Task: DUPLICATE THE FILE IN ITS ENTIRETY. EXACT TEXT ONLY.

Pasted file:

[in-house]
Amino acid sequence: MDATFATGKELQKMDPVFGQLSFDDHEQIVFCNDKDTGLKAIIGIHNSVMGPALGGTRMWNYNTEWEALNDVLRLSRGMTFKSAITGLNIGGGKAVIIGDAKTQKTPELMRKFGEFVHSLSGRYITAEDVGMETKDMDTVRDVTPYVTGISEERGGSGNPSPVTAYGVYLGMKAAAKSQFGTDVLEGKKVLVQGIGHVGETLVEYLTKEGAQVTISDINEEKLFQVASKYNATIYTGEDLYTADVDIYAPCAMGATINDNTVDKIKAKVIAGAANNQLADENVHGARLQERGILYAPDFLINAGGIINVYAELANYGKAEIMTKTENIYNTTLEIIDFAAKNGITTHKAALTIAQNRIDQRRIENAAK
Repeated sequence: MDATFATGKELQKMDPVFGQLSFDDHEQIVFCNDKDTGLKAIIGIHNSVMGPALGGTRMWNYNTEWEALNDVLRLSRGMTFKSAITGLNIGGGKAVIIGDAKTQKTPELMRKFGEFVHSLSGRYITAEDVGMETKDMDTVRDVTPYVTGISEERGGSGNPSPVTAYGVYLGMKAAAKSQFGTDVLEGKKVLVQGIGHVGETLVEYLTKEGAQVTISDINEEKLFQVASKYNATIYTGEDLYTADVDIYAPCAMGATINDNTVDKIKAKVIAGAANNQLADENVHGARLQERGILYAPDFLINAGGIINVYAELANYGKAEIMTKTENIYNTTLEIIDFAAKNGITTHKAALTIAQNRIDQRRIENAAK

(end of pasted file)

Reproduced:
[in-house]
Amino acid sequence: MDATFATGKELQKMDPVFGQLSFDDHEQIVFCNDKDTGLKAIIGIHNSVMGPALGGTRMWNYNTEWEALNDVLRLSRGMTFKSAITGLNIGGGKAVIIGDAKTQKTPELMRKFGEFVHSLSGRYITAEDVGMETKDMDTVRDVTPYVTGISEERGGSGNPSPVTAYGVYLGMKAAAKSQFGTDVLEGKKVLVQGIGHVGETLVEYLTKEGAQVTISDINEEKLFQVASKYNATIYTGEDLYTADVDIYAPCAMGATINDNTVDKIKAKVIAGAANNQLADENVHGARLQERGILYAPDFLINAGGIINVYAELANYGKAEIMTKTENIYNTTLEIIDFAAKNGITTHKAALTIAQNRIDQRRIENAAK
Repeated sequence: MDATFATGKELQKMDPVFGQLSFDDHEQIVFCNDKDTGLKAIIGIHNSVMGPALGGTRMWNYNTEWEALNDVLRLSRGMTFKSAITGLNIGGGKAVIIGDAKTQKTPELMRKFGEFVHSLSGRYITAEDVGMETKDMDTVRDVTPYVTGISEERGGSGNPSPVTAYGVYLGMKAAAKSQFGTDVLEGKKVLVQGIGHVGETLVEYLTKEGAQVTISDINEEKLFQVASKYNATIYTGEDLYTADVDIYAPCAMGATINDNTVDKIKAKVIAGAANNQLADENVHGARLQERGILYAPDFLINAGGIINVYAELANYGKAEIMTKTENIYNTTLEIIDFAAKNGITTHKAALTIAQNRIDQRRIENAAK